On June 25th 2019, at the former VIA Rail station in Trois-Rivières, the Honourable Marc Garneau, Minister of Transport, the Honourable François-Philippe Champagne, Minister of Infrastructure and Communities, Cynthia Garneau, VIA Rail Canada President and CEO, and Pierre Lavallée, Canada Infrastructure Bank President and CEO announced $71.1 million in funding from the Government of Canada and the Canada Infrastructure Bank to further explore VIA Rail Canada’s proposal for High Frequency Rail in the Quebec City-Toronto Corridor.
The funding will be used to establish a Joint Project Team, focusing on the following activities throughout 2019 to 2020:
The funding will also support technical work to ensure the interoperability and integration of High Frequency Rail with operating tracks used by local and regional transit providers in Montreal and Toronto. This includes track work in Montreal’s Mont-Royal Tunnel to enable VIA Rail Canada’s heavy rail trains to operate on this segment of the Réseau express métropolitain (REM) light rail system.
Transport Action Canada welcomes this announcement. While we would clearly like to see the High Frequency Rail project move forward as swiftly as possible, we’re very pleased to see that the vital question of ensuring interoperability with REM and access to Montreal’s Mont-Royal Tunnel is going to be addressed. An engineering solution should be relatively straightforward now that the political will to make this work has been confirmed, ensuring that Montreal will enjoy both better transit and inter city connections.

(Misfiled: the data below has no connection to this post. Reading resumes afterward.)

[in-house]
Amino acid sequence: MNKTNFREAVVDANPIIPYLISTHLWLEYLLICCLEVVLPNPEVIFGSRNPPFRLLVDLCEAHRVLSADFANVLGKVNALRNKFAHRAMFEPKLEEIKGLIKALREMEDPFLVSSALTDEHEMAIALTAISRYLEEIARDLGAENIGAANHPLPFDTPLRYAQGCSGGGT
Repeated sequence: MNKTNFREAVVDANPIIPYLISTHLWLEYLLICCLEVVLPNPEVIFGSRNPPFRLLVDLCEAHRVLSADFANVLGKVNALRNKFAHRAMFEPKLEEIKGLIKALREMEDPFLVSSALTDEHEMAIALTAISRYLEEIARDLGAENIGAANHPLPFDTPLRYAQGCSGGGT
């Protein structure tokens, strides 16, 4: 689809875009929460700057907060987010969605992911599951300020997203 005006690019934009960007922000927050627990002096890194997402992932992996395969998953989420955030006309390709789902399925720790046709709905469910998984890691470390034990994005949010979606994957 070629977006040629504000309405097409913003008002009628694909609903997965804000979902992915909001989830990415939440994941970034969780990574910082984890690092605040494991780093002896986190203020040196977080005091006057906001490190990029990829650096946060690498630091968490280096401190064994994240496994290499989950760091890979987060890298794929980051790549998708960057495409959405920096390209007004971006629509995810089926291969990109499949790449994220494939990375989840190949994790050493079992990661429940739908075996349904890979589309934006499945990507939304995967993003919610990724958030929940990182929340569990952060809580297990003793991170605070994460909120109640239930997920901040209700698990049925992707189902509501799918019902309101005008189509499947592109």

Thanks to VIA Rail’s choice of making best use of existing rail corridors and extant rights of way, the project completion risk for High Frequency Rail is much lower than any previous Quebec-Windsor upgrade proposal and many transit projects. This should allow the remaining diligence to be implemented swiftly, and for the work to proceed on the first sections of the new route in time of the arrival of the new corridor fleet in 2022.
While the government frames this work as “de-risking” the project, the characterisation of the project as “risky” is somewhat unfair. The far larger risk, which the government needs to pay more attention to, is the escalating opportunity cost to Canada of falling further behind the rest of the world on this vital aspect of our transportation infrastructure. Infrequent and inadequate inter city rail service both is a constraint on our domestic economic growth and a deterrent to international investors.
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